Jacquelyn Campbell, PhD, RN, the Anna D. Wolf chair and professor at the Johns Hospital University’s School of Nursing, agrees.

She has been working to raise awareness of domestic violence victims in her facility.

“Whenever an abused woman comes into the system we ask about potential head injury, brain injuries from strangulation, and or punches to the head or face,” she says.

Campbell trains interdisciplinary audiences (healthcare, domestic violence advocates, criminal justice system professionals) all over the country on how to use the Danger Assessment, which helps to determine the risk of being killed by an intimate partner.

She also educates these professionals about the possible effects of TBI and how to refer victims to the appropriate care.

Helping to Educate Facilities That Care for Victims of Domestic Violence

Education and awareness of TBI in victims of domestic violence has been lacking in domestic violence shelters. Also, provided medical services vary by shelter so there’s no standard of care.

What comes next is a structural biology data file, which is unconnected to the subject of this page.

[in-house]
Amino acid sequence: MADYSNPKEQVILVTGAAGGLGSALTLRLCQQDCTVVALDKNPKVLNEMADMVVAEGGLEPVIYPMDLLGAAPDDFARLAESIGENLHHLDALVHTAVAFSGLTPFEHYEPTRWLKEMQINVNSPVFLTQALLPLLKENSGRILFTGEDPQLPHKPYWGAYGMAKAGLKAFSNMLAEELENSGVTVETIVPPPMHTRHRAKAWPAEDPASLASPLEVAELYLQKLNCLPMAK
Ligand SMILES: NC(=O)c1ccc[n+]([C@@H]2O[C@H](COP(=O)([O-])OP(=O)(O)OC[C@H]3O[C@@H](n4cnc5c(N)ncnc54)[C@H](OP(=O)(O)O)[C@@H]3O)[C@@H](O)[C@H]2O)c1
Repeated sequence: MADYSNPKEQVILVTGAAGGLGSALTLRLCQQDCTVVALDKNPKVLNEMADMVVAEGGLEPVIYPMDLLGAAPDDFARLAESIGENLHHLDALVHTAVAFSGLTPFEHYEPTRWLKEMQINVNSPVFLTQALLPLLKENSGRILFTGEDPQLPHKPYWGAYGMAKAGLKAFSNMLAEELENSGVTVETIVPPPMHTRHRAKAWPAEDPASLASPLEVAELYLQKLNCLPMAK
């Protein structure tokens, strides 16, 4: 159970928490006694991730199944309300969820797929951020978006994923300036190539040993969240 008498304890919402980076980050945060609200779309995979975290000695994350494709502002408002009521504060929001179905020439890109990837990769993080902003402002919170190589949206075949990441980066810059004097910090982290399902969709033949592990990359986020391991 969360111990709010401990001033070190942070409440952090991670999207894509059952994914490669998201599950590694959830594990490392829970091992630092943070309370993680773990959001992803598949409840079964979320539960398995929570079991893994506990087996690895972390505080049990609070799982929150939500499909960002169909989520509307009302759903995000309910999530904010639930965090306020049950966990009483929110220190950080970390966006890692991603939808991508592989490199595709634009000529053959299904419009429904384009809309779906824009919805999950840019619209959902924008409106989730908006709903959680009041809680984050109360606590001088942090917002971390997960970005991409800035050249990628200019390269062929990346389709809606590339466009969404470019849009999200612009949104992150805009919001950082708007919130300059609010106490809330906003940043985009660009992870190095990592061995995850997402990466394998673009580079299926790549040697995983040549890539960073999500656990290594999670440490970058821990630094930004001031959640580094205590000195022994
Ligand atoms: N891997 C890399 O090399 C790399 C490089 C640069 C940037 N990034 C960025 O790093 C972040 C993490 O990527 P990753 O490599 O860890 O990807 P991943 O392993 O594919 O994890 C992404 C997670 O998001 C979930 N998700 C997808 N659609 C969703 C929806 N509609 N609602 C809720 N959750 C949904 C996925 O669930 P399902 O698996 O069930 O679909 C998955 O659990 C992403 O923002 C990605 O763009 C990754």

Four years ago, Bridwell collaborated with Javier Cárdenas, MD, director of the Barrow Concussion and Brain Injury Center at the Barrow Neurological Institute, to create a domestic violence program that provides free neurological care for women who screen positive for TBI. Bridwell, Dr. Cárdenas, and Dr. Zieman, who is also involved in this project, started educating case managers and shelter intake staff at a homeless shelter in Phoenix. Since then, the Barrow Neurological Institute has expanded the program to six shelters and has served over 300 men and women.

Another component of the Barrow Neurological Institute’s domestic violence program is the “BRAINS” club, which meets once a month at partnering shelters.

These free classes, which are only available at select shelters, teach victims of domestic violence about their neurological health by using specific modules that address memory, cognition, and executive function.